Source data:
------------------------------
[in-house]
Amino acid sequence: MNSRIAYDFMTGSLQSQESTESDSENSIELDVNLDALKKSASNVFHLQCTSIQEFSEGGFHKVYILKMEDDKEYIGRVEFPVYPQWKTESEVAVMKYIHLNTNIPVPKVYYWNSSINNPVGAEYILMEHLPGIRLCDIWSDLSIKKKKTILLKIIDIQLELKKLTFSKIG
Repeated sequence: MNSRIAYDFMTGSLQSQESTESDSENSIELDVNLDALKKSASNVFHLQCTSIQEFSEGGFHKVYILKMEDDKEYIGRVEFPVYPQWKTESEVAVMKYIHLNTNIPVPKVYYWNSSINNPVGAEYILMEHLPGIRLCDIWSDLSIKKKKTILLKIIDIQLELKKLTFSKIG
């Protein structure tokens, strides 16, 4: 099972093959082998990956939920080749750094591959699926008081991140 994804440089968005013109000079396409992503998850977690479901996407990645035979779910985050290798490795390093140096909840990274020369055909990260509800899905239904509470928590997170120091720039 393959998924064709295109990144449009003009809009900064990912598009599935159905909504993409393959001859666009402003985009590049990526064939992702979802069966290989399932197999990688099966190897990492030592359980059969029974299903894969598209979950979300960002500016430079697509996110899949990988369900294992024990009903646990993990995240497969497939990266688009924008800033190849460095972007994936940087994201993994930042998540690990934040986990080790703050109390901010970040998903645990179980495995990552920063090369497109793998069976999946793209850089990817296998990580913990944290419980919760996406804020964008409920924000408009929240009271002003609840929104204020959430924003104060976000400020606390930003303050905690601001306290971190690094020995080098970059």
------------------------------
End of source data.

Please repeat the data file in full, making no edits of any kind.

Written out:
[in-house]
Amino acid sequence: MNSRIAYDFMTGSLQSQESTESDSENSIELDVNLDALKKSASNVFHLQCTSIQEFSEGGFHKVYILKMEDDKEYIGRVEFPVYPQWKTESEVAVMKYIHLNTNIPVPKVYYWNSSINNPVGAEYILMEHLPGIRLCDIWSDLSIKKKKTILLKIIDIQLELKKLTFSKIG
Repeated sequence: MNSRIAYDFMTGSLQSQESTESDSENSIELDVNLDALKKSASNVFHLQCTSIQEFSEGGFHKVYILKMEDDKEYIGRVEFPVYPQWKTESEVAVMKYIHLNTNIPVPKVYYWNSSINNPVGAEYILMEHLPGIRLCDIWSDLSIKKKKTILLKIIDIQLELKKLTFSKIG
């Protein structure tokens, strides 16, 4: 099972093959082998990956939920080749750094591959699926008081991140 994804440089968005013109000079396409992503998850977690479901996407990645035979779910985050290798490795390093140096909840990274020369055909990260509800899905239904509470928590997170120091720039 393959998924064709295109990144449009003009809009900064990912598009599935159905909504993409393959001859666009402003985009590049990526064939992702979802069966290989399932197999990688099966190897990492030592359980059969029974299903894969598209979950979300960002500016430079697509996110899949990988369900294992024990009903646990993990995240497969497939990266688009924008800033190849460095972007994936940087994201993994930042998540690990934040986990080790703050109390901010970040998903645990179980495995990552920063090369497109793998069976999946793209850089990817296998990580913990944290419980919760996406804020964008409920924000408009929240009271002003609840929104204020959430924003104060976000400020606390930003303050905690601001306290971190690094020995080098970059």